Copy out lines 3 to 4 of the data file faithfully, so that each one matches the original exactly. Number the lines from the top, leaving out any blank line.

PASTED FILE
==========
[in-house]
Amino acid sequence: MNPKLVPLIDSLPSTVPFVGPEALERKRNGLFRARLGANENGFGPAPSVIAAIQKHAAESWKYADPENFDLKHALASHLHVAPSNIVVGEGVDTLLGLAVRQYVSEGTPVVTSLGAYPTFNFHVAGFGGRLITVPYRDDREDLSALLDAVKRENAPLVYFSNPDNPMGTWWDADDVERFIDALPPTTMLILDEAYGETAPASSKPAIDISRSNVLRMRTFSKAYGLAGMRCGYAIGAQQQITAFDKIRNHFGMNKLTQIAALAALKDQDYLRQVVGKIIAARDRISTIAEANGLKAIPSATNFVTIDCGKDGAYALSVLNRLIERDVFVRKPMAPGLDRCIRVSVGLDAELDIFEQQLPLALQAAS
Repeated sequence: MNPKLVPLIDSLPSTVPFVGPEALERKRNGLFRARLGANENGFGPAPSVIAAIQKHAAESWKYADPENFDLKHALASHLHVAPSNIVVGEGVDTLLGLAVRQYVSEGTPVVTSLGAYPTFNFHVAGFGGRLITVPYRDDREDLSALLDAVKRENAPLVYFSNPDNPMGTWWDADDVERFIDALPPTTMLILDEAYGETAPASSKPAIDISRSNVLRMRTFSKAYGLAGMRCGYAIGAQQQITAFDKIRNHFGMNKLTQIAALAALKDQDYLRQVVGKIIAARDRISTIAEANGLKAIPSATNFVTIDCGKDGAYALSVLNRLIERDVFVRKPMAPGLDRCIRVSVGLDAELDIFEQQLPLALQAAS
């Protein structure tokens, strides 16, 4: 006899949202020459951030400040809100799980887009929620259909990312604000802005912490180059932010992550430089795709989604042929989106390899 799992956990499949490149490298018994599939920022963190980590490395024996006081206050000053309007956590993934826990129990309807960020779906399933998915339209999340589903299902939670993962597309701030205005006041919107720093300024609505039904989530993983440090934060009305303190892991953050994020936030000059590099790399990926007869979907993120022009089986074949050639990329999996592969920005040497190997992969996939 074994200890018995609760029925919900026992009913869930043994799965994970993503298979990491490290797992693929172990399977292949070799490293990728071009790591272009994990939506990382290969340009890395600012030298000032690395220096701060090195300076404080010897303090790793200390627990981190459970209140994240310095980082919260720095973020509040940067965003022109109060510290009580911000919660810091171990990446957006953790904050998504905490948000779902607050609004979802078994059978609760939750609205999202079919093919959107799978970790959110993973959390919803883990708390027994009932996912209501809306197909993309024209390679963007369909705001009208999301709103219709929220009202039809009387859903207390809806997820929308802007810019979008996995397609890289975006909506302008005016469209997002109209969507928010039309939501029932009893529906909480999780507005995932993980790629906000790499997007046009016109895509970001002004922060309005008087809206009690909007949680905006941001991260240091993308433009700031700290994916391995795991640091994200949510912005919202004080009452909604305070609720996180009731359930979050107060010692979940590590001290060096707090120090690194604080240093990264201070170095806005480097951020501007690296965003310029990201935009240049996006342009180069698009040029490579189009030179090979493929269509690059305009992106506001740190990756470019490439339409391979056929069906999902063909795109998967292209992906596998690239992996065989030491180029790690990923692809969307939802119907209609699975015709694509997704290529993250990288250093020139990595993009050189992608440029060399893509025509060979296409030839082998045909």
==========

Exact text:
Repeated sequence: MNPKLVPLIDSLPSTVPFVGPEALERKRNGLFRARLGANENGFGPAPSVIAAIQKHAAESWKYADPENFDLKHALASHLHVAPSNIVVGEGVDTLLGLAVRQYVSEGTPVVTSLGAYPTFNFHVAGFGGRLITVPYRDDREDLSALLDAVKRENAPLVYFSNPDNPMGTWWDADDVERFIDALPPTTMLILDEAYGETAPASSKPAIDISRSNVLRMRTFSKAYGLAGMRCGYAIGAQQQITAFDKIRNHFGMNKLTQIAALAALKDQDYLRQVVGKIIAARDRISTIAEANGLKAIPSATNFVTIDCGKDGAYALSVLNRLIERDVFVRKPMAPGLDRCIRVSVGLDAELDIFEQQLPLALQAAS
């Protein structure tokens, strides 16, 4: 006899949202020459951030400040809100799980887009929620259909990312604000802005912490180059932010992550430089795709989604042929989106390899 799992956990499949490149490298018994599939920022963190980590490395024996006081206050000053309007956590993934826990129990309807960020779906399933998915339209999340589903299902939670993962597309701030205005006041919107720093300024609505039904989530993983440090934060009305303190892991953050994020936030000059590099790399990926007869979907993120022009089986074949050639990329999996592969920005040497190997992969996939 074994200890018995609760029925919900026992009913869930043994799965994970993503298979990491490290797992693929172990399977292949070799490293990728071009790591272009994990939506990382290969340009890395600012030298000032690395220096701060090195300076404080010897303090790793200390627990981190459970209140994240310095980082919260720095973020509040940067965003022109109060510290009580911000919660810091171990990446957006953790904050998504905490948000779902607050609004979802078994059978609760939750609205999202079919093919959107799978970790959110993973959390919803883990708390027994009932996912209501809306197909993309024209390679963007369909705001009208999301709103219709929220009202039809009387859903207390809806997820929308802007810019979008996995397609890289975006909506302008005016469209997002109209969507928010039309939501029932009893529906909480999780507005995932993980790629906000790499997007046009016109895509970001002004922060309005008087809206009690909007949680905006941001991260240091993308433009700031700290994916391995795991640091994200949510912005919202004080009452909604305070609720996180009731359930979050107060010692979940590590001290060096707090120090690194604080240093990264201070170095806005480097951020501007690296965003310029990201935009240049996006342009180069698009040029490579189009030179090979493929269509690059305009992106506001740190990756470019490439339409391979056929069906999902063909795109998967292209992906596998690239992996065989030491180029790690990923692809969307939802119907209609699975015709694509997704290529993250990288250093020139990595993009050189992608440029060399893509025509060979296409030839082998045909």